Without belaboring the point, it seems to me that the decision to approve or disapprove a private criminal complaint fits squarely within the broader function of "initiating a prosecution," and therefore it cannot subject a prosecutor to civil liability for damages under section 1983. Approval of a private criminal complaint provides a foundation for the issuance of process against the person or persons named therein, Pa. R. Crim. P. 134, and is specifically recognized as one means of instituting proceedings in a non-summary criminal case. Pa. R. Crim. P. 101; see also Pa. R. Crim. P. 51(A)(4) (summary criminal cases). Disapproval of such a complaint, unless overturned by a common pleas court judge, Pa. R. Crim. P. 133(B)(3)(ii), amounts to a decision not to institute such proceedings. It would be anomalous to hold that because Imbler spoke only of " initiating a prosecution," the prosecutor who approves a complaint is immune while the prosecutor who disapproves a complaint is subject to civil liability for damages. (Emphasis supplied.) Just as the prosecutor who initiates a criminal case requires protection from the defendant who "transforms his resentment at being prosecuted into the ascription of improper and malicious motives to the State's advocate," Imbler, supra, 424 U.S. at 425, so the prosecutor who concludes that prosecution is unwarranted requires protection from the complainant whose excessive zeal for invoking the criminal process blinds him to any aspects of the case that counsel against prosecution. Cf. Turack v. Guido, 464 F.2d 535 (3d Cir. 1972) (per curiam) (district attorney immune from damage suit arising out of refusal to institute criminal proceedings against a third party). Moreover, to accord absolute immunity only to the decision to prosecute would be to run the risk of subtly encouraging that decision, rather than the decision not to prosecute, in some cases. Because I believe that allowing only "one-sided" immunity might thus contaminate the prosecutorial decision-making process, I hold that disapproval of a criminal complaint fully partakes of the immunity recognized in Imbler. Accordingly, defendant Smukler is absolutely immune from liability for damages under section 1983.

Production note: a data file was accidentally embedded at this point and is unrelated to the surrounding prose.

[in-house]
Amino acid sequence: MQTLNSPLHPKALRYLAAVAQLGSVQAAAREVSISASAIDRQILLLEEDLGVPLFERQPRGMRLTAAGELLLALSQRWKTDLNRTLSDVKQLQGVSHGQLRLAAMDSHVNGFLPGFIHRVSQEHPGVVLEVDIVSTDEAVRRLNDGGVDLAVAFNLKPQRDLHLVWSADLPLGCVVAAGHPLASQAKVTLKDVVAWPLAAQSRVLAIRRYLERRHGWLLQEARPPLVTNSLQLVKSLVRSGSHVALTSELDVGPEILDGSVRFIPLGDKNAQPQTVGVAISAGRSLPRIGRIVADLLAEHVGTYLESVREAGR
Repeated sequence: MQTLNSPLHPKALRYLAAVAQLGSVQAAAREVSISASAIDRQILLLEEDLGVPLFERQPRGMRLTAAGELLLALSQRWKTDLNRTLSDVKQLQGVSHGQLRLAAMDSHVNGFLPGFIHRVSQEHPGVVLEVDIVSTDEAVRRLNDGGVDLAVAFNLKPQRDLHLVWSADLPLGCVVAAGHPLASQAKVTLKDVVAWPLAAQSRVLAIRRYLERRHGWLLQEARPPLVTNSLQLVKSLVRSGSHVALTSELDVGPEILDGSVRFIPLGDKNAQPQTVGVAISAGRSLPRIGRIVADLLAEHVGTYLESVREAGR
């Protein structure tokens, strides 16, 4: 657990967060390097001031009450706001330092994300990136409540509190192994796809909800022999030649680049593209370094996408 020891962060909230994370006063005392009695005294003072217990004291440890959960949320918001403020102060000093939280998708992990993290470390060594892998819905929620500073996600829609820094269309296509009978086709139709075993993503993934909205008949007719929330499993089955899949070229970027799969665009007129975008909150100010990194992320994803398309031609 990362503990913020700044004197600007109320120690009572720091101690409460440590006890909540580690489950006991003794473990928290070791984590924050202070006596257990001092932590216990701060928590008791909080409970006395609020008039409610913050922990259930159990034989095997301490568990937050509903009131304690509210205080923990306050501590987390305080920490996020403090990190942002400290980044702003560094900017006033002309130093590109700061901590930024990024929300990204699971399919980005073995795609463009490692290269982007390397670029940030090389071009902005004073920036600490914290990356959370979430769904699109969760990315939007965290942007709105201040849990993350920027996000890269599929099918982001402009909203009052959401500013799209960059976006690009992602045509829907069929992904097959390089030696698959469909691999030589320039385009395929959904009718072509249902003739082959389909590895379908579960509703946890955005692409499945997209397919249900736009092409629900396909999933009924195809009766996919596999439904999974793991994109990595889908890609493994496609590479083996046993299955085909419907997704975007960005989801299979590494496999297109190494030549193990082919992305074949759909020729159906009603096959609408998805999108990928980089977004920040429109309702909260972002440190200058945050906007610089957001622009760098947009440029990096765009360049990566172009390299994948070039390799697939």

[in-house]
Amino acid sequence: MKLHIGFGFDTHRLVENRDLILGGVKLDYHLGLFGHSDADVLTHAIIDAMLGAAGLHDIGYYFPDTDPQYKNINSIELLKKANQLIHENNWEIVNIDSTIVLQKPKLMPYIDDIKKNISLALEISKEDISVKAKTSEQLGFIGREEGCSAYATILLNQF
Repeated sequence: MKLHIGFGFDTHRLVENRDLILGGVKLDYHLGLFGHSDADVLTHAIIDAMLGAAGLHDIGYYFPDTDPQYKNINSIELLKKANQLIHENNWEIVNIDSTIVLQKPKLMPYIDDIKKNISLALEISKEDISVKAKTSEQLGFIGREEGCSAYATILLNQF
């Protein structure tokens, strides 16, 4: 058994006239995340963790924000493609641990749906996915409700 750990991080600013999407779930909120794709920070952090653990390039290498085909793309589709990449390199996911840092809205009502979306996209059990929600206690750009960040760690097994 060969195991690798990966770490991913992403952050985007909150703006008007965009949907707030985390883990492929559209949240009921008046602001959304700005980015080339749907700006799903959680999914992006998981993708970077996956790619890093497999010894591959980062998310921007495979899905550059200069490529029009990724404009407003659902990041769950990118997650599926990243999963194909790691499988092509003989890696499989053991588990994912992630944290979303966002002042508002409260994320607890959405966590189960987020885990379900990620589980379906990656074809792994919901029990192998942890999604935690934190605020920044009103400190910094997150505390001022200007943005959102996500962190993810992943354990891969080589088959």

With respect to defendant Kelly, a detective assigned to Smukler's unit, the immunity issue cannot be resolved on the present record. The complaint contains the following allegations regarding Kelly:
Unfortunately, the memoranda of law filed on behalf of Kelly do not address the nature of Kelly's responsibilities within Smukler's unit, nor do they shed any light on the events alleged in the complaint. I cannot determine at this stage of the case whether Kelly is entitled to absolute immunity from civil liability for his actions vis-a-vis Raitport on November 5, 1976. See Hazo v. Geltz, 537 F.2d 747, 751 (3d Cir. 1976). Accordingly, I cannot dismiss the complaint as to defendant Kelly on that ground.
With respect to Sheriff Sullivan and Deputy Sheriff Carrafiello, I am again constrained by Hazo v. Geltz, supra, to defer resolution of the immunity issue. In Hazo, a panel of the Third Circuit held that the degree of immunity enjoyed by a deputy sheriff in regard to certain activities depends in part upon the degree of "direct judicial supervision" over those activities. 537 F.2d at 751. The plaintiff in Hazo alleged that she was wrongfully denied the opportunity to bid when, following a default judgment, her personal property was offered at a sheriff's sale; she also complained of defective service of process and inadequate public notice regarding the sale. The district court held that the deputy sheriff was entitled to absolute immunity and dismissed the complaint. On appeal, Judge Biggs, writing for the panel, emphasized the importance of direct judicial supervision to a finding of absolute, rather than qualified, immunity:
"As the record now stands, we cannot assess whether Deputy Sheriff Telford's alleged conduct could sustain a cause of action. We do not know to what extent the procedures requiring or allowing the refusal [or acceptance] of the [bid], the type of sale notice, and the service of process are directly supervised and sanctioned by the bench. It may be that these procedures have been developed as a matter of administrative convenience, not under direct judicial supervision. In short, this case could be a qualified immunity case."
537 F.2d at 751 (emphasis in original).
The court of appeals accordingly remanded the case for the development of an adequate record. Id.
Hazo is squarely controlling here, for Raitport, too, is challenging the lawfulness of a sheriff's sale, albeit one involving real, rather than personal, property. Until the parties address themselves to the degree of judicial supervision over Sullivan's and Carrafiello's activities vis-a-vis Raitport, I simply am unable to determine whether they should be afforded absolute "quasi-judicial" immunity from Raitport's damages claims under section 1983. Thus, I cannot dismiss the ...